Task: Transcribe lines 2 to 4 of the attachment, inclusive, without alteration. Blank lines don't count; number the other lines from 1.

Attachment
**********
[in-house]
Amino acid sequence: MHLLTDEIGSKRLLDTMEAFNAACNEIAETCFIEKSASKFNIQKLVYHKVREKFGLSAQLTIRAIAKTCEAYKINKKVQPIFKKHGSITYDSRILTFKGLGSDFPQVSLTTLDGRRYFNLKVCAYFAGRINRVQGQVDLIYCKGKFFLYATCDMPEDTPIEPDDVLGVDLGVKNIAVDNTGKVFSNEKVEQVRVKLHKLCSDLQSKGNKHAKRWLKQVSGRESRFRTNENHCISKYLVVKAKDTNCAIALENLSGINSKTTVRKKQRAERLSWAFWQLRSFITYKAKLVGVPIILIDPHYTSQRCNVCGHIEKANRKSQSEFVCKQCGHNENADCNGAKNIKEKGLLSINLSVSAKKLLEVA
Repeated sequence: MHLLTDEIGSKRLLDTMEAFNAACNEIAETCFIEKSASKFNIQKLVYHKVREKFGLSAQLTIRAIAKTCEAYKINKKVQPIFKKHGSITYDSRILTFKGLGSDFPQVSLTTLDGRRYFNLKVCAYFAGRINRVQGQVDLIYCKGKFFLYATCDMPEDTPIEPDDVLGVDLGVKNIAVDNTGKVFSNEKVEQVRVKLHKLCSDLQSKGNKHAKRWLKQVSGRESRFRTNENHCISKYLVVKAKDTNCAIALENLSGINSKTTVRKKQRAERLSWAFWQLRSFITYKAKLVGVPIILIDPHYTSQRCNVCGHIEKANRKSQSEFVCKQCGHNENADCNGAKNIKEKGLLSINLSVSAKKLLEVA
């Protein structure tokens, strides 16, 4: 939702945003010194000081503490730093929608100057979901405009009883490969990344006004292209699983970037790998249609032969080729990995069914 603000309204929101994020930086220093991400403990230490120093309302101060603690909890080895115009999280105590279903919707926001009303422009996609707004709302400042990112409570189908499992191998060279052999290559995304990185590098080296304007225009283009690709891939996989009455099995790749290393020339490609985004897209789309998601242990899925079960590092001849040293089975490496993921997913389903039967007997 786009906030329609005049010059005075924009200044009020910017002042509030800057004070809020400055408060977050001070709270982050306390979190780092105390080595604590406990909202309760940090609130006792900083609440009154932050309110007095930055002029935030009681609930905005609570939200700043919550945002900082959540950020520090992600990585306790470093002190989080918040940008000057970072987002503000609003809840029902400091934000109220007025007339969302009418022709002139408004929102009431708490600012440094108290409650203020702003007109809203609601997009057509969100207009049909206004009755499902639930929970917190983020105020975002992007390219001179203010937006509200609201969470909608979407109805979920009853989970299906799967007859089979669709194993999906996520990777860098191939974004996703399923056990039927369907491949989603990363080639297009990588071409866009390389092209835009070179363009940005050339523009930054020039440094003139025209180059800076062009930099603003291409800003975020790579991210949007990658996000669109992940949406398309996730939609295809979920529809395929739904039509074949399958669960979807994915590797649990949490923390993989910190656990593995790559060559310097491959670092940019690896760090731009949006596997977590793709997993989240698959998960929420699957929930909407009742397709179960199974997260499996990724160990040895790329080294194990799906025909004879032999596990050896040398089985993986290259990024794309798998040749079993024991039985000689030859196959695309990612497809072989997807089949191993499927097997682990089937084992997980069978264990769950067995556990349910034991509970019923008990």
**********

Amino acid sequence: MHLLTDEIGSKRLLDTMEAFNAACNEIAETCFIEKSASKFNIQKLVYHKVREKFGLSAQLTIRAIAKTCEAYKINKKVQPIFKKHGSITYDSRILTFKGLGSDFPQVSLTTLDGRRYFNLKVCAYFAGRINRVQGQVDLIYCKGKFFLYATCDMPEDTPIEPDDVLGVDLGVKNIAVDNTGKVFSNEKVEQVRVKLHKLCSDLQSKGNKHAKRWLKQVSGRESRFRTNENHCISKYLVVKAKDTNCAIALENLSGINSKTTVRKKQRAERLSWAFWQLRSFITYKAKLVGVPIILIDPHYTSQRCNVCGHIEKANRKSQSEFVCKQCGHNENADCNGAKNIKEKGLLSINLSVSAKKLLEVA
Repeated sequence: MHLLTDEIGSKRLLDTMEAFNAACNEIAETCFIEKSASKFNIQKLVYHKVREKFGLSAQLTIRAIAKTCEAYKINKKVQPIFKKHGSITYDSRILTFKGLGSDFPQVSLTTLDGRRYFNLKVCAYFAGRINRVQGQVDLIYCKGKFFLYATCDMPEDTPIEPDDVLGVDLGVKNIAVDNTGKVFSNEKVEQVRVKLHKLCSDLQSKGNKHAKRWLKQVSGRESRFRTNENHCISKYLVVKAKDTNCAIALENLSGINSKTTVRKKQRAERLSWAFWQLRSFITYKAKLVGVPIILIDPHYTSQRCNVCGHIEKANRKSQSEFVCKQCGHNENADCNGAKNIKEKGLLSINLSVSAKKLLEVA
């Protein structure tokens, strides 16, 4: 939702945003010194000081503490730093929608100057979901405009009883490969990344006004292209699983970037790998249609032969080729990995069914 603000309204929101994020930086220093991400403990230490120093309302101060603690909890080895115009999280105590279903919707926001009303422009996609707004709302400042990112409570189908499992191998060279052999290559995304990185590098080296304007225009283009690709891939996989009455099995790749290393020339490609985004897209789309998601242990899925079960590092001849040293089975490496993921997913389903039967007997 786009906030329609005049010059005075924009200044009020910017002042509030800057004070809020400055408060977050001070709270982050306390979190780092105390080595604590406990909202309760940090609130006792900083609440009154932050309110007095930055002029935030009681609930905005609570939200700043919550945002900082959540950020520090992600990585306790470093002190989080918040940008000057970072987002503000609003809840029902400091934000109220007025007339969302009418022709002139408004929102009431708490600012440094108290409650203020702003007109809203609601997009057509969100207009049909206004009755499902639930929970917190983020105020975002992007390219001179203010937006509200609201969470909608979407109805979920009853989970299906799967007859089979669709194993999906996520990777860098191939974004996703399923056990039927369907491949989603990363080639297009990588071409866009390389092209835009070179363009940005050339523009930054020039440094003139025209180059800076062009930099603003291409800003975020790579991210949007990658996000669109992940949406398309996730939609295809979920529809395929739904039509074949399958669960979807994915590797649990949490923390993989910190656990593995790559060559310097491959670092940019690896760090731009949006596997977590793709997993989240698959998960929420699957929930909407009742397709179960199974997260499996990724160990040895790329080294194990799906025909004879032999596990050896040398089985993986290259990024794309798998040749079993024991039985000689030859196959695309990612497809072989997807089949191993499927097997682990089937084992997980069978264990769950067995556990349910034991509970019923008990």